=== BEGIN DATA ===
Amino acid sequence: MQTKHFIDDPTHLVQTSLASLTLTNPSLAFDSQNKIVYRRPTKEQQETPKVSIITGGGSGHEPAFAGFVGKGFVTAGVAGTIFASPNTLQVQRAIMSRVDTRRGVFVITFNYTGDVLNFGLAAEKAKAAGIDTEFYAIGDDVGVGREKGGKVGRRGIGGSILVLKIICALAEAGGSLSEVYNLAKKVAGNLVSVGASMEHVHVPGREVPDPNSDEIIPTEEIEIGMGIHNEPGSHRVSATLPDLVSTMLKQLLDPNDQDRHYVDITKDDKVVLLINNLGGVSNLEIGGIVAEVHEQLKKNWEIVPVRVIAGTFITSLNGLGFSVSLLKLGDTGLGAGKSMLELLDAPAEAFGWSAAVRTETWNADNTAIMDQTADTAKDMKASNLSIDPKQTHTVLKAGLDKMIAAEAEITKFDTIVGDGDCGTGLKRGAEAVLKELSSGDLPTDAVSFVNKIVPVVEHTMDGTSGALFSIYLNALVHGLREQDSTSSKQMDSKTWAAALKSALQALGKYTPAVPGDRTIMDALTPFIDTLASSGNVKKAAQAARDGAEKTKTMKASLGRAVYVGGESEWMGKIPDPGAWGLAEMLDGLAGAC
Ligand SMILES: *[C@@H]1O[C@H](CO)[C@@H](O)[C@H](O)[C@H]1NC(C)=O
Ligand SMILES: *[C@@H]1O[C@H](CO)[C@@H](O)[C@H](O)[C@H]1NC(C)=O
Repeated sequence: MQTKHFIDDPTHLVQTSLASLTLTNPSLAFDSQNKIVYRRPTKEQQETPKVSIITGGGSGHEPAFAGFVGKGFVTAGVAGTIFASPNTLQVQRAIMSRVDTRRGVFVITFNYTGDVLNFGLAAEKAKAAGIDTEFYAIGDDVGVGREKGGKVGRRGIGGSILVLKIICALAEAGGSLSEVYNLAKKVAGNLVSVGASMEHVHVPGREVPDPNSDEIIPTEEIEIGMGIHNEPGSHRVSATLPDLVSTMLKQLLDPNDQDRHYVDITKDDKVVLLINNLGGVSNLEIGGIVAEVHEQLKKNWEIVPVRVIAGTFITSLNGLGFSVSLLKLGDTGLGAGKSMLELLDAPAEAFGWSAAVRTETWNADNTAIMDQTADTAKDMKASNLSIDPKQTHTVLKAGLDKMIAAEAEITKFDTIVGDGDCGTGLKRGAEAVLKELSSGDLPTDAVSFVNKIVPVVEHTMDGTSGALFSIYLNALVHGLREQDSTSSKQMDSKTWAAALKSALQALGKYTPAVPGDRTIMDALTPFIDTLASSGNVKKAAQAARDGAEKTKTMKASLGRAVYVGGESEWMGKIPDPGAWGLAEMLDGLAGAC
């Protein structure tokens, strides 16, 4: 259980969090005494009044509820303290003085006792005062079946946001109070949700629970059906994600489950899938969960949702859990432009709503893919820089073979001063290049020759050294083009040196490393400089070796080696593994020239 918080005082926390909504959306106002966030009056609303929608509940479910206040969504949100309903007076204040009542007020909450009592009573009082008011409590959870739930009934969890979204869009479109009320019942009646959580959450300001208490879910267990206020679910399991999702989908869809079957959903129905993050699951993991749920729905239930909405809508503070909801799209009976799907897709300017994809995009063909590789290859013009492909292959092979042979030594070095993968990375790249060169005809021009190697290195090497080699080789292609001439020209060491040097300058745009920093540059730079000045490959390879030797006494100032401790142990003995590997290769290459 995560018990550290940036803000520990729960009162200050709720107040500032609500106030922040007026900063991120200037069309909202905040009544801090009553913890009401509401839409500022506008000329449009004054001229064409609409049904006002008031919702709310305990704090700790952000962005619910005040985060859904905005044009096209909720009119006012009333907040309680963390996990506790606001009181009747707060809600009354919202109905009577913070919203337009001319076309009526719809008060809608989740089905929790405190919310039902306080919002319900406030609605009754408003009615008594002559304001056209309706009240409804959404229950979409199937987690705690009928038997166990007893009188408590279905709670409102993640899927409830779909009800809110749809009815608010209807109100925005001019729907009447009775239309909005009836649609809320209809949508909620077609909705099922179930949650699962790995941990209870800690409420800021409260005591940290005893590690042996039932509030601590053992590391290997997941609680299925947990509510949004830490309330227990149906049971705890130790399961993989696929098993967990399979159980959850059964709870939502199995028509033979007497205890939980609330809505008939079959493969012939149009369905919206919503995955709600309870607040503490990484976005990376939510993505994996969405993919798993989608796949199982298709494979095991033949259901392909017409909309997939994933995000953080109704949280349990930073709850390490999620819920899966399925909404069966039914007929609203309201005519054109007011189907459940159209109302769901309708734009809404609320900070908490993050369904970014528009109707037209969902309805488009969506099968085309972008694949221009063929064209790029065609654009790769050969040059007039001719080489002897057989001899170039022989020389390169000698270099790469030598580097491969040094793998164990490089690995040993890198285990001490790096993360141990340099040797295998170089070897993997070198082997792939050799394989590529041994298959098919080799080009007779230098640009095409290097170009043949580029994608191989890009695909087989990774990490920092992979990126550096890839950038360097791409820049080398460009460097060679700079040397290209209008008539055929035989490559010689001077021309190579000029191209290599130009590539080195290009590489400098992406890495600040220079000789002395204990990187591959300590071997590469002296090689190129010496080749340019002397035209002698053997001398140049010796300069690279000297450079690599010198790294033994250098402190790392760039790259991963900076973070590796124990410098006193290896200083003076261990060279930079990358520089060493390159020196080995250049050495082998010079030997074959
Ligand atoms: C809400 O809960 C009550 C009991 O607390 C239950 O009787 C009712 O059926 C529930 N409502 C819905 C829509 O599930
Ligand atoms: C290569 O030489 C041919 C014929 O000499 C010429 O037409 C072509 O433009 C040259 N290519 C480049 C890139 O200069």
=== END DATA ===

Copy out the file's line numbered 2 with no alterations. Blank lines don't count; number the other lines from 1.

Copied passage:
Ligand SMILES: *[C@@H]1O[C@H](CO)[C@@H](O)[C@H](O)[C@H]1NC(C)=O